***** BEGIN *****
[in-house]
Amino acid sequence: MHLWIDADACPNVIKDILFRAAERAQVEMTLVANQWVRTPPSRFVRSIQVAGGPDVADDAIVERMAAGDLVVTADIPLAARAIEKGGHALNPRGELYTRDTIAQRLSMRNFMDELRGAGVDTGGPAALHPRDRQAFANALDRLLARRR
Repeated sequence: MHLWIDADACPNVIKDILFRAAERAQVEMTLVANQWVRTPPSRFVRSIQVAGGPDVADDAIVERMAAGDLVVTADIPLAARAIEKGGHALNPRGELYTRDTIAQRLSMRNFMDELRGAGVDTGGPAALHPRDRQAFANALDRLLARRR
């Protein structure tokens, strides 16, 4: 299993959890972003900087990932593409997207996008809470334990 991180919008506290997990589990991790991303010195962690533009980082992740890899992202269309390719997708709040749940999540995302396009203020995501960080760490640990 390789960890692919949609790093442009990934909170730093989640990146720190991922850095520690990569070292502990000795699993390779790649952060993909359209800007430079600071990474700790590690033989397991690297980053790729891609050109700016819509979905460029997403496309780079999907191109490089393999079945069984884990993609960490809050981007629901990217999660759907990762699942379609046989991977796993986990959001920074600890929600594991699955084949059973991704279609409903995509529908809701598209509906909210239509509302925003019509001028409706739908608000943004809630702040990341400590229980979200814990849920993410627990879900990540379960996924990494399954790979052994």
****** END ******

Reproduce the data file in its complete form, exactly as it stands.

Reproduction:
[in-house]
Amino acid sequence: MHLWIDADACPNVIKDILFRAAERAQVEMTLVANQWVRTPPSRFVRSIQVAGGPDVADDAIVERMAAGDLVVTADIPLAARAIEKGGHALNPRGELYTRDTIAQRLSMRNFMDELRGAGVDTGGPAALHPRDRQAFANALDRLLARRR
Repeated sequence: MHLWIDADACPNVIKDILFRAAERAQVEMTLVANQWVRTPPSRFVRSIQVAGGPDVADDAIVERMAAGDLVVTADIPLAARAIEKGGHALNPRGELYTRDTIAQRLSMRNFMDELRGAGVDTGGPAALHPRDRQAFANALDRLLARRR
């Protein structure tokens, strides 16, 4: 299993959890972003900087990932593409997207996008809470334990 991180919008506290997990589990991790991303010195962690533009980082992740890899992202269309390719997708709040749940999540995302396009203020995501960080760490640990 390789960890692919949609790093442009990934909170730093989640990146720190991922850095520690990569070292502990000795699993390779790649952060993909359209800007430079600071990474700790590690033989397991690297980053790729891609050109700016819509979905460029997403496309780079999907191109490089393999079945069984884990993609960490809050981007629901990217999660759907990762699942379609046989991977796993986990959001920074600890929600594991699955084949059973991704279609409903995509529908809701598209509906909210239509509302925003019509001028409706739908608000943004809630702040990341400590229980979200814990849920993410627990879900990540379960996924990494399954790979052994």